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Corruption: implementing the law

Published Jan 25, 2013 03:52am


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THIS is apropos of Asghar Mahmood’s letter ‘Corruption: a deep-rooted disease’ (Jan 18). I agree with the writer that Pakistan, much to the dismay of all of us, has become a country perpetually plagued by the polymorphous and apparently unconquerable monster of corruption.

However, I want to emphasise the dire need for bringing into play ‘ideological state apparatuses’ (family, educational institutions, places of religious congregations, etc) to put a halt to the march of this unbridled monster. It is an inescapable fact that the very root cause of any individual’s actions or malpractices is his very psychological makeup, the social indoctrinations internalised by him in the course of his being brought up and trained in the various aforementioned ideological state apparatuses.

Those who are at the helm of affairs need to comprehend that mere enactment of anti-corruption laws, and reorientation of coercive, investigating agencies such as NAB and FIA (repressive state apparatuses) are not enough.

Unless the government comes up with a sincerely devised and comprehensive strategy engaging all tiers of our society, the scourge of corruption would continue to threaten the very survival of the country.

The first step to design any effective measure to curb corruption is to probe the very conditions under which corruption thrives. Poverty, inadequate salaries, soaring inflation, malpractices among the very guardians of law and order, etc., are some of the most important factors that give the first spur to corrupt practices.

What can truly serve as a panacea to an otherwise dilapidated state of affairs in Pakistan is an effective implementation of the existing laws, a sincere effort by the government to bridge the ever-widening gulf between different strata of society.

There is also a need to rewrite the social script that otherwise tends to legitimise and hence reinvigorate the existing bane of corruption.

MEHREEN BALOCH      Islamabad


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Comments (5) Closed

Agha Ata (USA) Jan 26, 2013 05:12pm
Let's give the contract of running our government to another country. We would say, "We will give you so much (crores, billions or trillions of rupees or dollars or pounds or whatever ) for this service, for five years. In the end we will have a referendum. If our public is happy with the result we will extend the contract, otherwise we will look for another contractor. You will run Police (Anti corruption), Prisons, Tax, Health, Railways, PIA, Motorways, and some more departments. Our most reliable contractor can be from among UK, Japan, Germany, Norway, Denmark, Australia, and may be, one of the few others. We need help. We do send our people to foreign countries for help, for education, for technology for treatment. Don't we? We should never be ashamed of asking help. We do need help! Keep lying in a ditch is no pride.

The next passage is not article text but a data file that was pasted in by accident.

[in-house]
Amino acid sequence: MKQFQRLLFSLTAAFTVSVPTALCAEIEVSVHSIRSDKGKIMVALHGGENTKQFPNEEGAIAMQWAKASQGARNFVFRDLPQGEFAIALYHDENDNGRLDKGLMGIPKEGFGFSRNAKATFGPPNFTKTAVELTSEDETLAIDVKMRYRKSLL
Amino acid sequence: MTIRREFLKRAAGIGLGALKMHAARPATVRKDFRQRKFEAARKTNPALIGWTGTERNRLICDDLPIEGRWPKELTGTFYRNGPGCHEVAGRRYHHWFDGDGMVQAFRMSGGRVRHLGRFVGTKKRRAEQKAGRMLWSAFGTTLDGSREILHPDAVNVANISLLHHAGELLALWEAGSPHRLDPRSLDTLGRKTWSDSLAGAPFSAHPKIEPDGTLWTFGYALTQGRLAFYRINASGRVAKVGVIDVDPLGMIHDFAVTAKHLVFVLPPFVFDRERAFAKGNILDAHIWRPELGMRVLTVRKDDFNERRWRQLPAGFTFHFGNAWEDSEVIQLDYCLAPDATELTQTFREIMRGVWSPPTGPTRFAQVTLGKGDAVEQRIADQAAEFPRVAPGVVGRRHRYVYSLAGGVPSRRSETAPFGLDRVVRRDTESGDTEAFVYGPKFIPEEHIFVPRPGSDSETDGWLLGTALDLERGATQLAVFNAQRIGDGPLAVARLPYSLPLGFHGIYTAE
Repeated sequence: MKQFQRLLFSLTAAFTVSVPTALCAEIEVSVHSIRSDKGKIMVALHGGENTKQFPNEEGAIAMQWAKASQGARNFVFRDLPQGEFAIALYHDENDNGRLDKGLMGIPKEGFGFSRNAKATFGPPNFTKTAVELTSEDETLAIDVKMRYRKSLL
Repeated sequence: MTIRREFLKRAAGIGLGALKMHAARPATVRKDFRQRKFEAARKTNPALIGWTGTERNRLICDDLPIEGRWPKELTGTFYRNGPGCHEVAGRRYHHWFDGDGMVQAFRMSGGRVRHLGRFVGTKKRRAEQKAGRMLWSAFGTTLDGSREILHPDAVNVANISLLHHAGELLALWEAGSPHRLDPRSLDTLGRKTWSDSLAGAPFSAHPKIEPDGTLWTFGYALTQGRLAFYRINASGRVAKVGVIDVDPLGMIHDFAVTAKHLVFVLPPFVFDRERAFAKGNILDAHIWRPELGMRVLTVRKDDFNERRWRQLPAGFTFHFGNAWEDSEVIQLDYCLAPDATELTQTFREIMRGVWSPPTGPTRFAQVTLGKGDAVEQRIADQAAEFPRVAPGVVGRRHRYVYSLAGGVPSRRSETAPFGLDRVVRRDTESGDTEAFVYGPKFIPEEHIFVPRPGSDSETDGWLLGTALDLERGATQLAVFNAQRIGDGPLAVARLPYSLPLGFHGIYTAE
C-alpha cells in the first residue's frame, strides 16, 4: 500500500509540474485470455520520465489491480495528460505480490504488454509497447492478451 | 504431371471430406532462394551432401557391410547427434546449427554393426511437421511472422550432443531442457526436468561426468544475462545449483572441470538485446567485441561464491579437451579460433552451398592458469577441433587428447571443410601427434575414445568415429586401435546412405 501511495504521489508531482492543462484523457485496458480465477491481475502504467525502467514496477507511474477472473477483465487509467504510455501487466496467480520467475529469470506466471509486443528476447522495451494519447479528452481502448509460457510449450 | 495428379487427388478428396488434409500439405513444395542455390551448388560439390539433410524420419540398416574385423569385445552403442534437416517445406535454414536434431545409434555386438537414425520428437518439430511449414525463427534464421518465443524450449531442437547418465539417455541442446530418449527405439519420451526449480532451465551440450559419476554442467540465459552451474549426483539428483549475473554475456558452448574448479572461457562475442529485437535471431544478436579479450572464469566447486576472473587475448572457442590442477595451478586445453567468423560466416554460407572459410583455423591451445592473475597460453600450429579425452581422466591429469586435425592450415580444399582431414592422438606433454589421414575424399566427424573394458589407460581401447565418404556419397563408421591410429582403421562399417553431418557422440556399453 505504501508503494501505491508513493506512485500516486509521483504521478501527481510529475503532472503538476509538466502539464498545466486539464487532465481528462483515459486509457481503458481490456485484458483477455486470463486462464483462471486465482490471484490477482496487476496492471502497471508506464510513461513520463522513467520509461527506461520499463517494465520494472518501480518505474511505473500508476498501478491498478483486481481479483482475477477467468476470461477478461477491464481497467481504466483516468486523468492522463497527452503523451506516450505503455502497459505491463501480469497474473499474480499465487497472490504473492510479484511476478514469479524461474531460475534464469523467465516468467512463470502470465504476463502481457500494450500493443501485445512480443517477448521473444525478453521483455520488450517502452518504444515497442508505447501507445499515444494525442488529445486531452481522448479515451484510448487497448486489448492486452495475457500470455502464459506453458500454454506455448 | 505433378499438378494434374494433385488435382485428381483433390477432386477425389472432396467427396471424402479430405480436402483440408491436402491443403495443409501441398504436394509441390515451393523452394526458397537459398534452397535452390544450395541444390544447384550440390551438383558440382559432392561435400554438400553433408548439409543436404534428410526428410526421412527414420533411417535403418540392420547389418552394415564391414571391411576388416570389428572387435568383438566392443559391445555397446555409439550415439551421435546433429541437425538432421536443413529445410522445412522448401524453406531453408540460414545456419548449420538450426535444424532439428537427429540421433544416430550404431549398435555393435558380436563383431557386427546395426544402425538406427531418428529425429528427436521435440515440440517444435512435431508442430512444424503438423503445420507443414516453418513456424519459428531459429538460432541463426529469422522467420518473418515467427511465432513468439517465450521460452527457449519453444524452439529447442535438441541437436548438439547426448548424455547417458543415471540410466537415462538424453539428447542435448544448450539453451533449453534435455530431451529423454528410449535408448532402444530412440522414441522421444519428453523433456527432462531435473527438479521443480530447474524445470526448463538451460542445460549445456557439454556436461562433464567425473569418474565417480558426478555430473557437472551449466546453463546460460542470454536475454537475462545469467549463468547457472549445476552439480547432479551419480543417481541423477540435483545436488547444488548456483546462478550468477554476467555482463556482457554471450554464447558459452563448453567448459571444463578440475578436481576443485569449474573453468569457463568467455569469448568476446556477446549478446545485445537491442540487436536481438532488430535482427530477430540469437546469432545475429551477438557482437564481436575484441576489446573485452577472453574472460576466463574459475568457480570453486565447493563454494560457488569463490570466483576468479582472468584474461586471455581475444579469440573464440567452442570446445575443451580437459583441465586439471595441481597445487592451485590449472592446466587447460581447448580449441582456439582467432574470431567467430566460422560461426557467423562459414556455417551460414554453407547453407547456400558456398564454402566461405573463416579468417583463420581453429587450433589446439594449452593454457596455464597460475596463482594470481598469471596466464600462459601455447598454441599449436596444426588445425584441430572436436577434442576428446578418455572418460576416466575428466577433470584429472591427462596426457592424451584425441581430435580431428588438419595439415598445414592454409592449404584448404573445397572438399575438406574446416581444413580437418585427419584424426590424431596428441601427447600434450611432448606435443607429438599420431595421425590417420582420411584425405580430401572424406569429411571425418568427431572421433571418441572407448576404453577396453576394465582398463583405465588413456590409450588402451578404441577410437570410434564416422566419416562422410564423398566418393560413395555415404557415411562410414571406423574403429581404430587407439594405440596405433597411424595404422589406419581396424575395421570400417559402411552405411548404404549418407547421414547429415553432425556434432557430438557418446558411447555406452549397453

Mabob Jan 26, 2013 11:40am
Only way to overcome corruption is to separate the administration, police and courts from politics and the government. Law makers with their chief are the most corrupt. Law, police, administration and courts stand behind them and give them protection.
farmerdr Jan 26, 2013 03:55am
Corruption cannot survive if our courts are able to deliver universal cheap and speedy justice. What is needed is a swinging overhaul of the judicial system.
farmerdr Jan 26, 2013 03:52am
A total and brutal overhaul of the lower judicial system is imperative to give universal, cheap access to speedy justice. If the courts start delivering corruption will not be sustainable.
Shaikh Ahmed Jan 25, 2013 10:53pm
SupemCourt, should issue an Court order to all Pakistani Airports and the Chief of Police, and chief of Airports, as well as All the Federal Agencies managing the Airports. should have the authority to put any one in jail until the SC hear the case..